There’s no way of sugar-coating it. To unlock your best life – to be successful and happy – you must learn how to eliminate self-destructive behaviors and replace them with healthy ones.
Shame can make eliminating self-destructive behaviors challenging.
It’s easy to sink into shame when we mess up. Instead of realizing that we made a mistake or did something terrible, it’s easy to label ourselves as someone bad or a failure; we internalize our shame.
Shame isn’t the same as guilt. Guilt is a response to behavior, but shame is a negative feeling of self.
The Role Shame Plays in Self-Destructive Behaviors
At the root of most self-destructive behaviors is shame.
Often, self-destructive behavior is an attempt to correct the painful emotion(s) you’re dealing with. And all it does is lead to even more shame, triggering a downward spiral of self-destructive behavior.
Shame makes you withdraw and isolate; shame breeds shame.
Sometimes we struggle with hidden shame, which might manifest in self-destructive behaviors like addiction, rage, and avoidance.
Poor behavior, silence, and secrecy fuel shame.
Adults shame children into compliance. In children, you create shame by harshly judging, criticizing, and scolding them. It can also be created by physical or sexual abuse and abandonment.
Disrupting The Shame Cycle
Stopping your self-destructive behavior requires a new vision for your life and decisive action.
Start changing a self-destructive behavior by replacing it with an affirming behavior, and then reward it!
You begin rewiring your brain by rewarding and celebrating the new affirming behavior.
You repeat this until a new neural pathway is created and a new way of living has taken hold, creating a new and higher standard for your life.
But you must also deal with the shame.
Pride (the good kind, not arrogance) is one way to start healing feelings of shame.
Make choices and engage in behaviors that generate self-respect and pride.
Shatter the secrecy of destructive behaviors by sharing your journey with a counselor, therapist, or other people you can trust deeply and who will understand and accept you.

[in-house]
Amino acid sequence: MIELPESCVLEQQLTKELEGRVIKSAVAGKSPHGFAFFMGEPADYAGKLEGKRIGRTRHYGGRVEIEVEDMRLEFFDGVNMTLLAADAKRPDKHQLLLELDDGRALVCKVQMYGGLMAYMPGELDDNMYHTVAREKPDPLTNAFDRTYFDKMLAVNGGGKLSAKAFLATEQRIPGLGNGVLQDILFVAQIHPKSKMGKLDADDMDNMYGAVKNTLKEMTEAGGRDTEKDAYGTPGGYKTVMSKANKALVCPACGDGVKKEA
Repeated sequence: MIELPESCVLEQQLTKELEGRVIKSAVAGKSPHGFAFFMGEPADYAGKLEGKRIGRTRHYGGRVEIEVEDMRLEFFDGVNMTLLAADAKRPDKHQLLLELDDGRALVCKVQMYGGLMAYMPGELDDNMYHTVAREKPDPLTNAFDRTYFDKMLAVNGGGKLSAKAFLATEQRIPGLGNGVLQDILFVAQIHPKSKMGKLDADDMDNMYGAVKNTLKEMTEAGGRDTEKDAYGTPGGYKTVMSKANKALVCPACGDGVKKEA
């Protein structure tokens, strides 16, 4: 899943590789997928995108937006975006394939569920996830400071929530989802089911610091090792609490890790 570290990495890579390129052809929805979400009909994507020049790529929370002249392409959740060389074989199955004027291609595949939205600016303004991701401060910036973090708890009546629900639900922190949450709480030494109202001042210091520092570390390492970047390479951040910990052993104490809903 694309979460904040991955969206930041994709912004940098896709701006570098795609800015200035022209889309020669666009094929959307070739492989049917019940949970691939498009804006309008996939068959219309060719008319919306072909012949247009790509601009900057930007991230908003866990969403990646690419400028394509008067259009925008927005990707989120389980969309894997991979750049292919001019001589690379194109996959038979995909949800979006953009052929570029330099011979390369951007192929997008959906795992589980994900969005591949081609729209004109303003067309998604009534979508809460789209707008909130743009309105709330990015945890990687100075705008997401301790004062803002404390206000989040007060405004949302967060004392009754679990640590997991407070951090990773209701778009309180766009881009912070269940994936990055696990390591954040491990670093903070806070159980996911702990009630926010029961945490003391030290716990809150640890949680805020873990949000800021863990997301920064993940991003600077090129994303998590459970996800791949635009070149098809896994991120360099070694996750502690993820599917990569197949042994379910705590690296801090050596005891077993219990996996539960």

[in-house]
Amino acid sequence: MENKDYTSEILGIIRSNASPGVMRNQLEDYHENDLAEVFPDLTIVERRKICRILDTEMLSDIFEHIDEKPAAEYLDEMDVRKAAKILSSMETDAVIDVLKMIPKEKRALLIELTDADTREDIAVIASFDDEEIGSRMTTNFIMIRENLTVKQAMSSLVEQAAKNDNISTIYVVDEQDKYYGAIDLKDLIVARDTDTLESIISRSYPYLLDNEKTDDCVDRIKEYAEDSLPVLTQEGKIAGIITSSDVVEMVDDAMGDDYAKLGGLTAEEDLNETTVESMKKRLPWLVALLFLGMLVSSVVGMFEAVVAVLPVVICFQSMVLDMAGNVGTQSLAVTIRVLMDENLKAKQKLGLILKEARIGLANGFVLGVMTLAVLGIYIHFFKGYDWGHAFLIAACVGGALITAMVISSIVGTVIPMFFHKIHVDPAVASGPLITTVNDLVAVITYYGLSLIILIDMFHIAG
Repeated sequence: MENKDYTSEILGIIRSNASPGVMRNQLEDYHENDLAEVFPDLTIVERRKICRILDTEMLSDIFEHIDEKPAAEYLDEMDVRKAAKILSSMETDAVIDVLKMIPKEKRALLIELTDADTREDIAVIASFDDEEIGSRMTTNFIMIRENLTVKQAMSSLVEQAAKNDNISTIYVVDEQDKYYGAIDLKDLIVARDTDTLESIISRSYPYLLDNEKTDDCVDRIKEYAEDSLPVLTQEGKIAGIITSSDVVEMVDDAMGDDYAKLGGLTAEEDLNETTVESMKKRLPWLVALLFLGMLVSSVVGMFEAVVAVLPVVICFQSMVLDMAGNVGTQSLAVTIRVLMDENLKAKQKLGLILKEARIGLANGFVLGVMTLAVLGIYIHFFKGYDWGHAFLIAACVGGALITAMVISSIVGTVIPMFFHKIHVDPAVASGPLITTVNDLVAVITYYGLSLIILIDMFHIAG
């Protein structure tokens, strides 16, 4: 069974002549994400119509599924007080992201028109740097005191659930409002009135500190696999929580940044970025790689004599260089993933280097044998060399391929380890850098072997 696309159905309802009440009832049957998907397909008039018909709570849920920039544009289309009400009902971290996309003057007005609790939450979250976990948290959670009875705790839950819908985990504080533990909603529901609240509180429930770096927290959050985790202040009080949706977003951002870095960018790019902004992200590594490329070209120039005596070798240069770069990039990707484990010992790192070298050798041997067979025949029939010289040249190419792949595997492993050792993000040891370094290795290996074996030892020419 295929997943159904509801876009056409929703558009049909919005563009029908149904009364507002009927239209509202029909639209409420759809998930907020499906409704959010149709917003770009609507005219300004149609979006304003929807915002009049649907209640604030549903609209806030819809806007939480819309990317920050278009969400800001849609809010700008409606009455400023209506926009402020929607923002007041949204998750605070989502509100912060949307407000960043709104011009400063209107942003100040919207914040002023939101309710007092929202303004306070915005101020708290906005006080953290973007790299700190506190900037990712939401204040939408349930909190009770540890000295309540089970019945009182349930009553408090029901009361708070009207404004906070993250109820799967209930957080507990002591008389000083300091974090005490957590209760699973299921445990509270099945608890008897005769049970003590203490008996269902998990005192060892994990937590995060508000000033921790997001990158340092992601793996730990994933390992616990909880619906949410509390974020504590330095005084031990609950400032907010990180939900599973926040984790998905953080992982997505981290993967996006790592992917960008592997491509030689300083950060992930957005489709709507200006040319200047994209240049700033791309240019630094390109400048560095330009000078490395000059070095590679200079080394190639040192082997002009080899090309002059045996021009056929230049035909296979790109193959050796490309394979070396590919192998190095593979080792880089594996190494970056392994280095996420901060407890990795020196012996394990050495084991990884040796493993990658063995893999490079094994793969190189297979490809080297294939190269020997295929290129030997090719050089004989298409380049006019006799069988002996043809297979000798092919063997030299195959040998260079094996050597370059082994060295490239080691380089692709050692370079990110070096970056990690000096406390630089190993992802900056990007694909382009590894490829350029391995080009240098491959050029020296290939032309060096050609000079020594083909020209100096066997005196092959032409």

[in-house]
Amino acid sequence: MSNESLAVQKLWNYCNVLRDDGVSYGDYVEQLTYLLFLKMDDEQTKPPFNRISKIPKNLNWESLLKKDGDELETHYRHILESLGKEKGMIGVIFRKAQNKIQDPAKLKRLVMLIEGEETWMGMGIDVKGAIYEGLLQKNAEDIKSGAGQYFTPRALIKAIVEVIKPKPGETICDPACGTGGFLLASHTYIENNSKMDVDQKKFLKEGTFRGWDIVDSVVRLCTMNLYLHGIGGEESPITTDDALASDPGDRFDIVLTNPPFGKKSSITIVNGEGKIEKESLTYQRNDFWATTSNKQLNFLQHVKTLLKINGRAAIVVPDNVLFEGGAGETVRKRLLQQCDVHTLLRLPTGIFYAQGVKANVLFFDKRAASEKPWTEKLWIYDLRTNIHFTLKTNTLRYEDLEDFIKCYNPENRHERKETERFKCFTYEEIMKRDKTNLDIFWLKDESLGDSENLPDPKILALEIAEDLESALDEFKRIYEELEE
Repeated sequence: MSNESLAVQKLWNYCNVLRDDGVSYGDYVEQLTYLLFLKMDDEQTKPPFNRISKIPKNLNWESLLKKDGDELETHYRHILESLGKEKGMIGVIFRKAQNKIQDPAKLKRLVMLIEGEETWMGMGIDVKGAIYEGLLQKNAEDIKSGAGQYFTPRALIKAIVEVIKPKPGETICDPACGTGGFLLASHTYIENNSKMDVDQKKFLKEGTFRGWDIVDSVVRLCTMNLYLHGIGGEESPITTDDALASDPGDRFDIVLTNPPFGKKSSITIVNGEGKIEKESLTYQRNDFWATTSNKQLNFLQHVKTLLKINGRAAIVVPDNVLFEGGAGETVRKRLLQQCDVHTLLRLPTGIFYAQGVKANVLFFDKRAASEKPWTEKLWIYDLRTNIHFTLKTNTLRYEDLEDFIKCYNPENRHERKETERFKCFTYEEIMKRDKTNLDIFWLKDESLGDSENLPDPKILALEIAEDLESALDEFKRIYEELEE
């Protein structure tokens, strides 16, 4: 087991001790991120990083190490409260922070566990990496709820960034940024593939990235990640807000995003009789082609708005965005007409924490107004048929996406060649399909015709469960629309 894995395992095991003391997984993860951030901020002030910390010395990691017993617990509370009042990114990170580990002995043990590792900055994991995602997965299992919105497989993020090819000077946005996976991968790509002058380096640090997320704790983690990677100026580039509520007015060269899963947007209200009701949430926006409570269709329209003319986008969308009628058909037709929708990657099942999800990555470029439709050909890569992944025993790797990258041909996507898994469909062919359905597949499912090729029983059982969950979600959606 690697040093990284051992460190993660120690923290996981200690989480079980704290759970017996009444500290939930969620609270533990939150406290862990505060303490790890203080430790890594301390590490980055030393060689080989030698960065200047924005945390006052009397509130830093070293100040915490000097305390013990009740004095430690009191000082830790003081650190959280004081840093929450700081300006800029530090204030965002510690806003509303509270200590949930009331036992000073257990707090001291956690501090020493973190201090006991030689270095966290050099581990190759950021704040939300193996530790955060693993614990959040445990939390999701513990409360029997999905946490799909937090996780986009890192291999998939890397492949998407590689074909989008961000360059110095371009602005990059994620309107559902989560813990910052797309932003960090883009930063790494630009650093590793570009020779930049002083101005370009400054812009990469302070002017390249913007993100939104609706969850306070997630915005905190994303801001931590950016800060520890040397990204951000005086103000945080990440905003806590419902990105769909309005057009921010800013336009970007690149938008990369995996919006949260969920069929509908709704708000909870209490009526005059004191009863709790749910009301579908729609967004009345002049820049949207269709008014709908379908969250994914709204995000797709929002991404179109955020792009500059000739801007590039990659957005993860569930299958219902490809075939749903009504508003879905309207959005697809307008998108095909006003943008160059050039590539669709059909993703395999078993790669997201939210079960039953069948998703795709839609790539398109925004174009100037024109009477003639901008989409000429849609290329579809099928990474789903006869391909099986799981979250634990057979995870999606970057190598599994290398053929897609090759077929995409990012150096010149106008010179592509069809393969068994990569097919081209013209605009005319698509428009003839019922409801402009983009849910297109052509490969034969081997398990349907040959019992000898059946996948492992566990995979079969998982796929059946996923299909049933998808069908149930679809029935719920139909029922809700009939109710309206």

Challenge Your Self-Talk
Negative self-talk makes it so hard to break self-destructive behavior.
Realize that your negative self-talk is lying to you because that’s no longer the person you choose to be!
Identify the negative self-talk when it comes, correct it, and replace it.
Don’t be embarrassed about reaching out for help. Having people on your side is a powerful resource. Rely on them for support when breaking free from self-destructive behaviors.
The Journey Isn’t Over…
It’s just beginning. A mistake doesn’t mean your journey is over.
Failure is a chance to learn, grow, and move on.
You can’t change everything overnight; it’s a process. But you can travel in a new and better direction every day! How you decide to respond to failure determines your destiny.
Know Your Triggers
Do you know what triggers your self-destructive behavior? Learn what triggers you so you can avoid those situations or at least have some coping strategies in mind when things don’t go the way you hoped or planned.
Prepare and plan for difficult situations because you know that your self-destructive behavior manifests in certain situations. Have a plan ready to deal with those situations so you respond intentionally instead of reacting mindlessly when they arise or take you by surprise.
Ultimately, it will take time and effort to overcome your self-destructive behaviors. There is no fast track here – you must commit to change, but unlocking your best life is ultimately worth it. So live with tomorrow in mind and the person you have chosen to become!